Providing information on a patient’s care to other healthcare professionals is an important reason to retain medical records. Another critical consideration is the need for well-documented records to provide support in the event of medical malpractice litigation. You will want to keep records which relate to any civil, criminal, or administrative proceeding if the litigation has not been resolved. Without the medical record, a physician may not prove the appropriate standard of care was met.
While some healthcare providers have adopted a digital records management system, many still use hard-copy medical records to document the medical histories of patients. A busy or well-established practice or healthcare facility will eventually face an issue of storage space for these histories. It is useful for healthcare providers with hard-copy medical records to create a record retention schedule in order to remain compliant with state and federal laws like HIPAA.
How long should a physician or healthcare practice retain a medical record? A number of factors can influence medical record retention. State and federal laws, medical board and association policies, and the type of record are all determining factors in how long a record is held.
Medical offices should maintain documentation of the destruction of health records, including the following:
• Date of destruction
• Method of destruction
• Description of the disposed of records
• Inclusive dates
• A statement which declares the records were destroyed in the normal course of business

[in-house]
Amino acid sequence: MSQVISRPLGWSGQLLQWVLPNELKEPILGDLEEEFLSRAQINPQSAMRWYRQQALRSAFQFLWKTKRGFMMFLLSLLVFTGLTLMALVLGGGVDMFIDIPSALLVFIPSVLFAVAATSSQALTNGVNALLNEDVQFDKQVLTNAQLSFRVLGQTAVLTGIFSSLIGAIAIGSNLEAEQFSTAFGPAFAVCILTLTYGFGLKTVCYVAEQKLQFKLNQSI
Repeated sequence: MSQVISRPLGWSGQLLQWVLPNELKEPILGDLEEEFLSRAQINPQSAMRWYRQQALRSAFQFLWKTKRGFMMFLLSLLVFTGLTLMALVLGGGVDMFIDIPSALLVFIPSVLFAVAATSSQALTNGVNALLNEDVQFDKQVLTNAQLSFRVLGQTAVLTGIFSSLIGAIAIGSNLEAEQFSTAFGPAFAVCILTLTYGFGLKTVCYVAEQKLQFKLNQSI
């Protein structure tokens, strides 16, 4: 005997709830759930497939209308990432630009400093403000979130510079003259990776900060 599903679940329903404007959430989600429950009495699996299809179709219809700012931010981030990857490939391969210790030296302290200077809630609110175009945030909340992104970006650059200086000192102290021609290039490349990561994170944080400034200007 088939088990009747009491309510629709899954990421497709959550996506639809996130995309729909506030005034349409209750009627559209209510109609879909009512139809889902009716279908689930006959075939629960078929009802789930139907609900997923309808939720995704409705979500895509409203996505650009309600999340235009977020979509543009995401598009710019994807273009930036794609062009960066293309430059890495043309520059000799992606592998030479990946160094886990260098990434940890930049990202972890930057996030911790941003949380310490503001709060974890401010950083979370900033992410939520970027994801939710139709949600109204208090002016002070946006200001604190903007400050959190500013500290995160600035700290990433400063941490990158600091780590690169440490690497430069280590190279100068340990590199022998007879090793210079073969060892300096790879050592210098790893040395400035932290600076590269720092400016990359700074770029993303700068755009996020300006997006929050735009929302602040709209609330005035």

• The signatures of the individuals supervising and witnessing the destruction
In order to securely dispose of medical records, many healthcare providers have turned to professional shredding services for assistance. Medical record shredding ensures a documented and secure chain of custody and compliance with HIPAA and other medical record destruction regulations.
According to the Department of Health and Human Services, a “properly destroyed” medical record is specifically defined as a medical record “rendered essentially unreadable, indecipherable, and which otherwise cannot be reconstructed.”
The following are the eighteen information types protected under HIPAA and formally defined as PHI (Protected Health Information):
• Account Numbers
• Biometric Identifiers (fingerprints, retinal scan, etc.)
• Certificate / License Numbers
• Device Identifiers and Serial Numbers
• Email Addresses
• Fax Numbers
• Full Face Photos and Comparable Images
• Geographic Data
• Internet Protocol Addresses
• Health Plan Beneficiary Numbers
• Medical Record Numbers
• Social Security Numbers
• Telephone Numbers
• Vehicle Identifiers and Serial Numbers, Including License Plates
• Web URLs
• Unique Identifying Numbers, Characteristics, or Codes
Ensure you have proper medical record disposal processes in place to safeguard yourself and your patients from unnecessary risks by calling Sierra Shred today. With the rise in data breaches and identity theft in recent years, protecting your patients’ medical records and confidential information is imperative. Sierra Shred is your trusted partner in proper document destruction and information security.
WHICH SIERRA SHRED SERVICES BENEFIT MEDICAL PROFESSIONALS?
• On-Going Recurring Shredding – locked container on-site for regularly scheduled service
• One-Time Purge Shredding – on an as-needed basis for small and large disposals
• Hard Drive Destruction – secure process makes data from old computers completely irrecoverable
• Media & E-Recycling – safely discard computer peripherals and electronics